Why Mecum Auctions at the Pa. Farm Show Complex is a ‘rock concert’ for car collectors

In major cities like Chicago and Dallas, Mecum Auction puts thousands of rare and classic vehicles up for auction.

This month, they’ll be doing the same at the Pennsylvania Farm Show Complex. But while Harrisburg might seem small potatoes next some of the other metropolitan areas Mecum visits, the particular geography of this area makes it a perfect location for car enthusiasts, despite its smaller urban footprint.

David Morton, manager of communications and event marketing for Mecum, said that “the area is easy to get to” for car enthusiasts from Philadelphia, Baltimore, New Jersey and DC

“And with Carlisle and also Hershey being car destinations already, that pent-up demand and that enthusiasm is there,” Morton said.

Sam Murtaugh, chief operating officer for Mecum Auctions, said that the four-day event in Harrisburg is likely to bring in between $25 and $40 million in sales for the 35-year-old auction house, making it a “top tier” event that easily ranks alongside Mecum’s events in major cities like Houston or Las Vegas.

“We’ve had some really successful auctions there in the years past, and haven’t been there in a couple of years due to the pandemic,” Murtaugh said, noting that Mecum Auctions had first set up shop at the Farm Show Complex in 2014. “We’re excited to get back. Last time I looked, I know that we were tracking about 25 percent increase in presale tickets compared to 2019, the last time we were in Harrisburg. So I think that kind of gives us a sense of some pent-up demand for us to be back.”

Morton added that the Mecum Auctions are like “a rock concert” for the participants, many of whom line up outside of the gates in the morning before the events open. If the show and the cars themselves are the music, the auctioneers are the rock stars.

One such “rock star” of the automotive auction world is Jimmy Landis, an auctioneer with decades of experience in all sorts of auctions and more than 20 years working with Mecum specifically. He grew up working with his father, an auctioneer who sold everything from farm equipment to real estate, who began working on auto auctions the same year Landis was born.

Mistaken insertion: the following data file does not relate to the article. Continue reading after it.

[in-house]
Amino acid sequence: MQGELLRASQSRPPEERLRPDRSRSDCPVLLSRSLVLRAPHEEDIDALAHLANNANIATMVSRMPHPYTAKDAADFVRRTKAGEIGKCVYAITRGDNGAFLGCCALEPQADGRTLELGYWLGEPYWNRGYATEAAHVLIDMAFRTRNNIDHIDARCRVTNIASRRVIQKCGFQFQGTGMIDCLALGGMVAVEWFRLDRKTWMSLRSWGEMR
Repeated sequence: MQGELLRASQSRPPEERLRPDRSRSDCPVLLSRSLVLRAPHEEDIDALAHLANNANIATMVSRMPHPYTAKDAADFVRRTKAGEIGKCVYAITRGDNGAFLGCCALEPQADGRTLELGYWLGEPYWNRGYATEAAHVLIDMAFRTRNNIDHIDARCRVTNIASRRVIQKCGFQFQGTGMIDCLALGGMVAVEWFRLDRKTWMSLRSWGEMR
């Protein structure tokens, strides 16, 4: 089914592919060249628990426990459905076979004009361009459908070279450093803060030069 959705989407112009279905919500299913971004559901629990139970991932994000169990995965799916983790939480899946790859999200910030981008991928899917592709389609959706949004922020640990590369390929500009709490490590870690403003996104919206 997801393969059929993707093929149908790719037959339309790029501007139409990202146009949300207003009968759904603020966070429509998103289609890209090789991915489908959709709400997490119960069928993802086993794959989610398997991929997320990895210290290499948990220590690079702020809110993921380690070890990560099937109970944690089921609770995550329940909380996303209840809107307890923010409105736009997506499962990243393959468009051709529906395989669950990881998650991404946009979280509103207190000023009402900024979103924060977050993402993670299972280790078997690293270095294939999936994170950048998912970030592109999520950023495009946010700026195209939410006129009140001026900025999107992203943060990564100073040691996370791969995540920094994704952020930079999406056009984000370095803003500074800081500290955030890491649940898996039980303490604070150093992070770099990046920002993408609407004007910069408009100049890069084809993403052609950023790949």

“So I was always in the automobile auction business,” Landis said. “I was a wholesale automobile auctioneer – I did wholesale auto auctions in Pennsylvania, New Jersey, New York, Virginia for 30 years. Then I started doing collector car auctions and started doing my dad’s in Lancaster.”

Landis began working in collector car auctions around 1990, and for Mecum specifically in 2000. And he said that “through my over 30 plus year career, yeah. I mean, it’s the best of the best. It’s the big show.”

Like Morton, Landis said that the Harrisburg show is “basically a hub for all of the Northeast and the Southeast,” with both the Carlisle Events car shows and the Hershey AACA Museum being draws for the region. The upcoming Mecum Auction, he said, will likely “pull customers from Connecticut, Massachusetts, New Hampshire, Vermont – you can just go all the way down – New York, New Jersey, Virginia, North Carolina and West Virginia, Ohio. So it’s a huge populated area.”

Landis and three other auctioneers will each take turns in 30-minute shifts each day of the auction, going through an average of roughly 40 cars an hour to get through the full 1,200-car inventory. And while he does this work across the country, there’s something special about being able to return to central Pennsylvania for a show this size.

“It’s really it’s really neat to come home and do one in your hometown,” he said. “Each region is different, but everywhere we go, we are with car people. People that love cars, people that love auctions. We all have that because that pulls us all together. So now when we go back to a city, quite frankly, it just always feels like we’re going home.”

The gates open at 8 am and the auction starts at 11 am on July 27, and 10 am on July 28-30. For more details, check out our story on PennLive.

  • READ MORE: Mecum Auctions returning to Pa. Farm Show Complex with more than 1,000 cars

If you’re unable to catch the auctions in person, they will be aired on the MotorTrend cable channel from July 27 to the 31. If your local cable provider doesn’t carry that package, you can sign up instead for the MotorTrend+ streaming service , which includes a seven-day free trial.

Leave a Comment